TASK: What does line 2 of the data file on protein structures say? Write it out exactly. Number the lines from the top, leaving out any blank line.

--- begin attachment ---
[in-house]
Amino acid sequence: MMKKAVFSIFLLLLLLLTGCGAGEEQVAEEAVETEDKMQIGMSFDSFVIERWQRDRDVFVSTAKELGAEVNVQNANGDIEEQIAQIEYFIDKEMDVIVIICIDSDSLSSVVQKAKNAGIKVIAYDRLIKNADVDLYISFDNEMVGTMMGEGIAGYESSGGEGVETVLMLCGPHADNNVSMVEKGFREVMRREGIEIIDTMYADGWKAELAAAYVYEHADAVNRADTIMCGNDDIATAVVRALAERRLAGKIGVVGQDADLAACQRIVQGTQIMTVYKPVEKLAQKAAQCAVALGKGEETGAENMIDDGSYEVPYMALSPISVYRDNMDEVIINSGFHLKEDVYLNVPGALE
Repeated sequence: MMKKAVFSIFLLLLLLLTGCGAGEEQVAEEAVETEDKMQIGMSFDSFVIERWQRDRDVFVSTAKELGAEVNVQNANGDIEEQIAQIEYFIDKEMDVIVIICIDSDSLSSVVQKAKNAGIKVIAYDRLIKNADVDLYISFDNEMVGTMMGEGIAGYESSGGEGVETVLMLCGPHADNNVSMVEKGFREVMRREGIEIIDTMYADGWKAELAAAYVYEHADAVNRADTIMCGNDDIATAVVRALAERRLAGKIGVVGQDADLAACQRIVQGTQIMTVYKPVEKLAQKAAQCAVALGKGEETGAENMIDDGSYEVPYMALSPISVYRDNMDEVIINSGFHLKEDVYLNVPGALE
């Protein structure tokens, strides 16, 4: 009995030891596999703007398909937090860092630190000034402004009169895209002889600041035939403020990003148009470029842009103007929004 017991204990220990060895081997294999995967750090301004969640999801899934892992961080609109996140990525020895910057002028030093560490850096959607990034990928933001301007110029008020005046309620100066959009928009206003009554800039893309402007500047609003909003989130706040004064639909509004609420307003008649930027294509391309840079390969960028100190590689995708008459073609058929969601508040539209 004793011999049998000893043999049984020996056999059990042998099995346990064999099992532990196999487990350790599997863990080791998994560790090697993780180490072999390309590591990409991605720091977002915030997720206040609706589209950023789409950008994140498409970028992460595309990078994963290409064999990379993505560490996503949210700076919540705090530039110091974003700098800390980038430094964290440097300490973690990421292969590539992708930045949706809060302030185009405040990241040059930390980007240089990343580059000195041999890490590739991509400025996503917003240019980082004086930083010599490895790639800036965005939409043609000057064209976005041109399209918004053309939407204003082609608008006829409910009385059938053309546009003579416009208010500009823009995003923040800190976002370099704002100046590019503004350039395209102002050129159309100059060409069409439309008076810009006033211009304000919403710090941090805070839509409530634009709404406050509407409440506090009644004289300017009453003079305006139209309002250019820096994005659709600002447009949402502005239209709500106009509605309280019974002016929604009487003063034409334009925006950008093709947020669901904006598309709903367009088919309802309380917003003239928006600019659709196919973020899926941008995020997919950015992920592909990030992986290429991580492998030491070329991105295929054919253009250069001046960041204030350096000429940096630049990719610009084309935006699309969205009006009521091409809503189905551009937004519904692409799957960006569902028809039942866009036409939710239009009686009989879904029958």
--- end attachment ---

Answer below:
Amino acid sequence: MMKKAVFSIFLLLLLLLTGCGAGEEQVAEEAVETEDKMQIGMSFDSFVIERWQRDRDVFVSTAKELGAEVNVQNANGDIEEQIAQIEYFIDKEMDVIVIICIDSDSLSSVVQKAKNAGIKVIAYDRLIKNADVDLYISFDNEMVGTMMGEGIAGYESSGGEGVETVLMLCGPHADNNVSMVEKGFREVMRREGIEIIDTMYADGWKAELAAAYVYEHADAVNRADTIMCGNDDIATAVVRALAERRLAGKIGVVGQDADLAACQRIVQGTQIMTVYKPVEKLAQKAAQCAVALGKGEETGAENMIDDGSYEVPYMALSPISVYRDNMDEVIINSGFHLKEDVYLNVPGALE